I had a great email this week from one of our followers who asked: “I am retired but my wife will be retiring shortly. How do you manage with two in the house all of the time? “. The moment I saw this I immediately began chuckling because the answer that came to me was “You live like farmers!”.
Silly as this sounds; it is in fact the solution to constant domestic scheduling dilemma that most retired couples eventually face. I have lived and worked (or not worked) at home with a spouse for two long stretches of my life and learned very early that too much togetherness is confining, claustrophobic and downright irritating. As much as retirement IS your chance to reconnect; your “togetherness” needs to be in small scheduled doses.
In short – you are both used to being apart for long stretches of the day. You still need to have individual plans that send you hurtling in opposite directions for most morning with a tentative appointment for a cup of tea sometime in the afternoon; followed by a definite agreement regarding what is happening at dinner time.
Think about what happens on a farm – the farmer and his wife get up early, but not necessarily at the same time; there is breakfast, but after that everyone has their own to do list. The farmer’s wife is not angling for a ride on the tractor and the farmer is not hovering in the kitchen with little questions …”are we doing the grocery shopping now?” …or … “what are you going to do downstairs?”
If this sounds all too familiar, you have my sympathies, especially if one of you has a clear to do list and the other one is floundering. But look at this way – once upon a time you were a very good team – you raised children and survived potty training together because you had a divide and conquer plan and each of you had your own areas of responsibility. You do have the ability to get through this too.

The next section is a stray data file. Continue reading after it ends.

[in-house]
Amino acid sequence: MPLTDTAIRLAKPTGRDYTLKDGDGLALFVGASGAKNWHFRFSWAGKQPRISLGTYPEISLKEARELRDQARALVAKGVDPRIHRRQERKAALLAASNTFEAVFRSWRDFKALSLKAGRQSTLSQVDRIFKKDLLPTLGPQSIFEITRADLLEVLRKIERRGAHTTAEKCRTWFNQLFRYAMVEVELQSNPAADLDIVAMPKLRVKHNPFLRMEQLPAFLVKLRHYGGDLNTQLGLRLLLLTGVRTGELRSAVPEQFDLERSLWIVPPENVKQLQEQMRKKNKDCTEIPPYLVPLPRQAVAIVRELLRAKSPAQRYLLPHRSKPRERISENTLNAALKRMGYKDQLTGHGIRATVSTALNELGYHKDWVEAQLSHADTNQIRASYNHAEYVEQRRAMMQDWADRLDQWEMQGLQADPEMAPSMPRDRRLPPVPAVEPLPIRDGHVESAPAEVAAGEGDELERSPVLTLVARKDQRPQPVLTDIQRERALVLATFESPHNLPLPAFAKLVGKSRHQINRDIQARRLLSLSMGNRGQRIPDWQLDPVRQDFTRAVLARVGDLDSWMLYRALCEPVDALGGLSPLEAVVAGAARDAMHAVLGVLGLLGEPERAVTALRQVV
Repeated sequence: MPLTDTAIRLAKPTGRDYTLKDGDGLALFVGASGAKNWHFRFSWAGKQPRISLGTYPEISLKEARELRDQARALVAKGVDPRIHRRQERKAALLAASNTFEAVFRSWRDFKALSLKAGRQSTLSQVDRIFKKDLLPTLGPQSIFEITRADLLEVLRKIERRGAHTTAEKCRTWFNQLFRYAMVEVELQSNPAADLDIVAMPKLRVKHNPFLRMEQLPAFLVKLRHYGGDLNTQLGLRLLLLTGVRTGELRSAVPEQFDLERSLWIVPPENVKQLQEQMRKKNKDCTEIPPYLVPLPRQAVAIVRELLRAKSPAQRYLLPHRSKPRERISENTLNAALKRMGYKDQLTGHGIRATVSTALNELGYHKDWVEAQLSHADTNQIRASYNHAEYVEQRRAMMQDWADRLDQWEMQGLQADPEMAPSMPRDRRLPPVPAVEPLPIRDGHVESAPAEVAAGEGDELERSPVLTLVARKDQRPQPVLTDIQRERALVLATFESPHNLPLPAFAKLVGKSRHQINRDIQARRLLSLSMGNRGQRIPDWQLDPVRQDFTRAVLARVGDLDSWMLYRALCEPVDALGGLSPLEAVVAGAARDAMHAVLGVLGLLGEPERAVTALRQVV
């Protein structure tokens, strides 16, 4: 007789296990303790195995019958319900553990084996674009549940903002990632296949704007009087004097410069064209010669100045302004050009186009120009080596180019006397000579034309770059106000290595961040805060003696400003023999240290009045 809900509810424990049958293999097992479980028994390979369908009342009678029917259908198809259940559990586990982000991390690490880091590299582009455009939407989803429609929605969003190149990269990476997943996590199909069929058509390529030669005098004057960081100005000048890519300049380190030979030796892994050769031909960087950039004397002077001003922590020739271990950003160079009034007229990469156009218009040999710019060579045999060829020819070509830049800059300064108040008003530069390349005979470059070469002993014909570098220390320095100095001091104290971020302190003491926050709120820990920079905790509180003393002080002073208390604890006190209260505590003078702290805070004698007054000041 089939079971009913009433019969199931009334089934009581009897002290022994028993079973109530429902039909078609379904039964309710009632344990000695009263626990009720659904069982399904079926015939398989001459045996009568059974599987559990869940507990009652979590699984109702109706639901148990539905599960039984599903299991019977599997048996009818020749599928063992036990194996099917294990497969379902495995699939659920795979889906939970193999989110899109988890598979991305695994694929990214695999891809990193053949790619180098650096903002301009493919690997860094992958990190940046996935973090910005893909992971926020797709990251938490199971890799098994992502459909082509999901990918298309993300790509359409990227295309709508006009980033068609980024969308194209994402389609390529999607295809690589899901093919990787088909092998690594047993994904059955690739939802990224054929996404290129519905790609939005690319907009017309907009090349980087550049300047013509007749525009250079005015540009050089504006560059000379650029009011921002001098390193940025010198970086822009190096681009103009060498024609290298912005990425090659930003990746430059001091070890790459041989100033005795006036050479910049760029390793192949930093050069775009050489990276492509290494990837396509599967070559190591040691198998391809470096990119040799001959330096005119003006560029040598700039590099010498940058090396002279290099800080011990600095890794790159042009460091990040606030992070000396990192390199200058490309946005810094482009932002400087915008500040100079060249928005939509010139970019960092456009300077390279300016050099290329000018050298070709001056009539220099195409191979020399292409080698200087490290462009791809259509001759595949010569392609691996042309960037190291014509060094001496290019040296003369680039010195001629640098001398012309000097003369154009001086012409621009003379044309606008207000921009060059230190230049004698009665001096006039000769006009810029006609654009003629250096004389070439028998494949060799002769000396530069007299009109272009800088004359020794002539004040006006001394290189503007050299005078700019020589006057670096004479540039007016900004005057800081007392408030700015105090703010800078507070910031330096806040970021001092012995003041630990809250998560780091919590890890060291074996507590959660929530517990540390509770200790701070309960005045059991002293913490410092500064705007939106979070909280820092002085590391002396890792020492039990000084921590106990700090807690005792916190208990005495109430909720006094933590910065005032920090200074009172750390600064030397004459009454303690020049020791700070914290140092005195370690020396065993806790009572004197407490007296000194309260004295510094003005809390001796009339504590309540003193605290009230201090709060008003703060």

Have a cup of tea or a glass of wine and discuss the things that you each could be doing. Then give each other space to just be – no hovering, and absolutely NO criticizing of your counterpart’s pastimes. Trust me many a retirement marriage has been saved by a renewed passion for photography, a potting shed or a basement workbench.
And if you are the one who has just retired keep this is in mind – just because you no longer have a day job does not mean that your better half should still have to work full time running the household. Make a commitment to learn how to operate every appliance in your house including the washing machine and agree to take on at least one household chore that you have never done before.
Just remember – vacuuming will get you out of the dog house on just about any occasion and “no husband has ever been shot by his wife while drying the dishes!”.
Once you have finally figured out how to “not be together” in the same space, then you can gradually start to figure out the things that you both do enjoy doing during your scheduled togetherness.
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